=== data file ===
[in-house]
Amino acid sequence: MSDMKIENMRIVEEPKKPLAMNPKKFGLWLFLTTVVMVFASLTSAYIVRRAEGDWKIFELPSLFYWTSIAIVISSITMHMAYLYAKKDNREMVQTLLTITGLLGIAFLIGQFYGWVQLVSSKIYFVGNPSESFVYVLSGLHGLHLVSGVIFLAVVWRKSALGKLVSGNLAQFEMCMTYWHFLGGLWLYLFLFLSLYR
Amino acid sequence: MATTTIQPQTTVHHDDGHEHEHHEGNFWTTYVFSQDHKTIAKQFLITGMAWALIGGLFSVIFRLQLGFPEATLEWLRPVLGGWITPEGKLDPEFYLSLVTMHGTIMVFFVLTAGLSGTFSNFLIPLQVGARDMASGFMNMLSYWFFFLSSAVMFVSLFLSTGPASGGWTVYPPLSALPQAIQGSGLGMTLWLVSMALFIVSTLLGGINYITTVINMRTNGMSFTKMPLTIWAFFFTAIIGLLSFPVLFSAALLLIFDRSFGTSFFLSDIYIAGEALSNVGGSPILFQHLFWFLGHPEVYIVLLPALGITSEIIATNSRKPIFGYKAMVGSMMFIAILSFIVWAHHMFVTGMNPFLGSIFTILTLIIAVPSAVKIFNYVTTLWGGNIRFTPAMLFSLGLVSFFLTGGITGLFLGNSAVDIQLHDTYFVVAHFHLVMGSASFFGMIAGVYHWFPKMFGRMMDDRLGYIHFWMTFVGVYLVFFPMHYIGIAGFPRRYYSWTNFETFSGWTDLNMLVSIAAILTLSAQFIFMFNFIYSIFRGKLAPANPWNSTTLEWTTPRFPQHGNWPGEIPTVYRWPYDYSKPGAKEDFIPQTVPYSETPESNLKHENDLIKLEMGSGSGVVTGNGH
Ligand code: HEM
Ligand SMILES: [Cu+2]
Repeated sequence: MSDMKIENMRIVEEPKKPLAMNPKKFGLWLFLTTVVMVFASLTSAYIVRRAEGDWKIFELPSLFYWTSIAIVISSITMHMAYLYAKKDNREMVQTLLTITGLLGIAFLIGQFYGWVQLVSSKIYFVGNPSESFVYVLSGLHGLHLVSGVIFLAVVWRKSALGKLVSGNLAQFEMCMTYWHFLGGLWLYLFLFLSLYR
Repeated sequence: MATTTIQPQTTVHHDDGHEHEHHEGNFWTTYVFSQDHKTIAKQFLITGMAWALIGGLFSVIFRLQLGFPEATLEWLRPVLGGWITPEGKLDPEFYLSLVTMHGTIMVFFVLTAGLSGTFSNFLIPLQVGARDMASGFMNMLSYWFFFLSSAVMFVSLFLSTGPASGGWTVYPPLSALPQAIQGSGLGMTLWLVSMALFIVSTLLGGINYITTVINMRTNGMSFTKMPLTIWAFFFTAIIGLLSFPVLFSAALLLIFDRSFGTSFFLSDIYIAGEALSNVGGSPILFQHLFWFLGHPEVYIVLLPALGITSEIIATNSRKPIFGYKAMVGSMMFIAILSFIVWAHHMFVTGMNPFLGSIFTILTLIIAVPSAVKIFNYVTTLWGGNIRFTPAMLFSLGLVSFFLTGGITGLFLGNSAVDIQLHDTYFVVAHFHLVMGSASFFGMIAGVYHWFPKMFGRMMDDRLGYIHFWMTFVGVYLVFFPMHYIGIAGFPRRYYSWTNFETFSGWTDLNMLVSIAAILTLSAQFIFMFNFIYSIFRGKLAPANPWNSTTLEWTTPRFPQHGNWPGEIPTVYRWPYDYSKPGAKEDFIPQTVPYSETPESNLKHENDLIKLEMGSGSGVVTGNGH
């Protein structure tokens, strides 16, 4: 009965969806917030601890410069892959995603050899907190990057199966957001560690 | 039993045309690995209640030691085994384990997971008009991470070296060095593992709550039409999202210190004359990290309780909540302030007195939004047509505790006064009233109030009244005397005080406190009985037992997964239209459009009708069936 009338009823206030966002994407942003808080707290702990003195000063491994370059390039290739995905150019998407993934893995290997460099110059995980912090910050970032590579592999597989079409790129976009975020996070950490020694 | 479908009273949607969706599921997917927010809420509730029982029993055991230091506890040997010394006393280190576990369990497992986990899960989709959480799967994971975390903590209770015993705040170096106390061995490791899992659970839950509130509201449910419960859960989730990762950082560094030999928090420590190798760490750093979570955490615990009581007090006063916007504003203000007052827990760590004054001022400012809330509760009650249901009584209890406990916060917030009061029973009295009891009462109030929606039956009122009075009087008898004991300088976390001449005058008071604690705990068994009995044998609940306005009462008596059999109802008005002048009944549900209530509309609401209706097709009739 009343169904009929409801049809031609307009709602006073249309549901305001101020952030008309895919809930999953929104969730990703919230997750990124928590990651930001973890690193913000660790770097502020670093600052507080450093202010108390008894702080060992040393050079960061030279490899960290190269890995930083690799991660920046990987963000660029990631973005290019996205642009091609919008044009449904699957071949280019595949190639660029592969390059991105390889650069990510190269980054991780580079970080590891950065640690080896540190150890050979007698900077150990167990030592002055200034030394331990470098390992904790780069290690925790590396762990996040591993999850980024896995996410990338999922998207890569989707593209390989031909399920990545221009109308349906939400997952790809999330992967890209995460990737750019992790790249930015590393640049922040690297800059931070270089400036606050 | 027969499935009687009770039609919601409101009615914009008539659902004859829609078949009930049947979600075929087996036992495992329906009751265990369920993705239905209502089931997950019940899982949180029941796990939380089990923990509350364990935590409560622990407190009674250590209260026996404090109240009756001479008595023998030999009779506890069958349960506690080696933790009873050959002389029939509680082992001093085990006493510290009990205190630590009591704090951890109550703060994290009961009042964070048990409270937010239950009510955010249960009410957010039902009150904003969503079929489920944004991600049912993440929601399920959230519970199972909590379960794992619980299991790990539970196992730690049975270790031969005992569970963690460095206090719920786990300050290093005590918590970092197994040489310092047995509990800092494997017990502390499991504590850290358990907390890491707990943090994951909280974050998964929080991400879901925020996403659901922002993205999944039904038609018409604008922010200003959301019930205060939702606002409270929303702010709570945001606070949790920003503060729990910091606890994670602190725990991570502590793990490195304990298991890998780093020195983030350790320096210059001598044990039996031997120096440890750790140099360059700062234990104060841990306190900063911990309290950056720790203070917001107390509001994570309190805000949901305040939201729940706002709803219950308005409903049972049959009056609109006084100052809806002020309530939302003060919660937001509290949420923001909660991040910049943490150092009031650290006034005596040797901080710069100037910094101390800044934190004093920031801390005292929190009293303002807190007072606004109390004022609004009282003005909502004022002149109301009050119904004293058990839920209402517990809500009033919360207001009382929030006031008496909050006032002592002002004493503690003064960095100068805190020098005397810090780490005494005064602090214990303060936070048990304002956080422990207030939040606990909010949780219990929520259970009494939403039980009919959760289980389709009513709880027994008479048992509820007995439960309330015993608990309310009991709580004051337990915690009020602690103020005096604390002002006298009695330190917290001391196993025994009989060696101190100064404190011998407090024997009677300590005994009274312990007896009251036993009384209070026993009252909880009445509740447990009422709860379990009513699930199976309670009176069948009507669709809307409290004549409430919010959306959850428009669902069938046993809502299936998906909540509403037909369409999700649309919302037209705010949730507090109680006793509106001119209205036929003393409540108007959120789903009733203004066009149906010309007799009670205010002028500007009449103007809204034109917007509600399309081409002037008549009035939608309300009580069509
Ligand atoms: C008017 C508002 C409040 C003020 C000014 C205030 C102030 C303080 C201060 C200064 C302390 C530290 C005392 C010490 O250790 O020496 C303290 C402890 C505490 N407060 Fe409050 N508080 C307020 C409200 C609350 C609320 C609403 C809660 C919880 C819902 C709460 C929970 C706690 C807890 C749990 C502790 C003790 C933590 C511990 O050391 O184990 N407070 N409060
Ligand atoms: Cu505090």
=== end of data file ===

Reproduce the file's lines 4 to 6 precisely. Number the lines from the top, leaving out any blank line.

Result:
Ligand code: HEM
Ligand SMILES: [Cu+2]
Repeated sequence: MSDMKIENMRIVEEPKKPLAMNPKKFGLWLFLTTVVMVFASLTSAYIVRRAEGDWKIFELPSLFYWTSIAIVISSITMHMAYLYAKKDNREMVQTLLTITGLLGIAFLIGQFYGWVQLVSSKIYFVGNPSESFVYVLSGLHGLHLVSGVIFLAVVWRKSALGKLVSGNLAQFEMCMTYWHFLGGLWLYLFLFLSLYR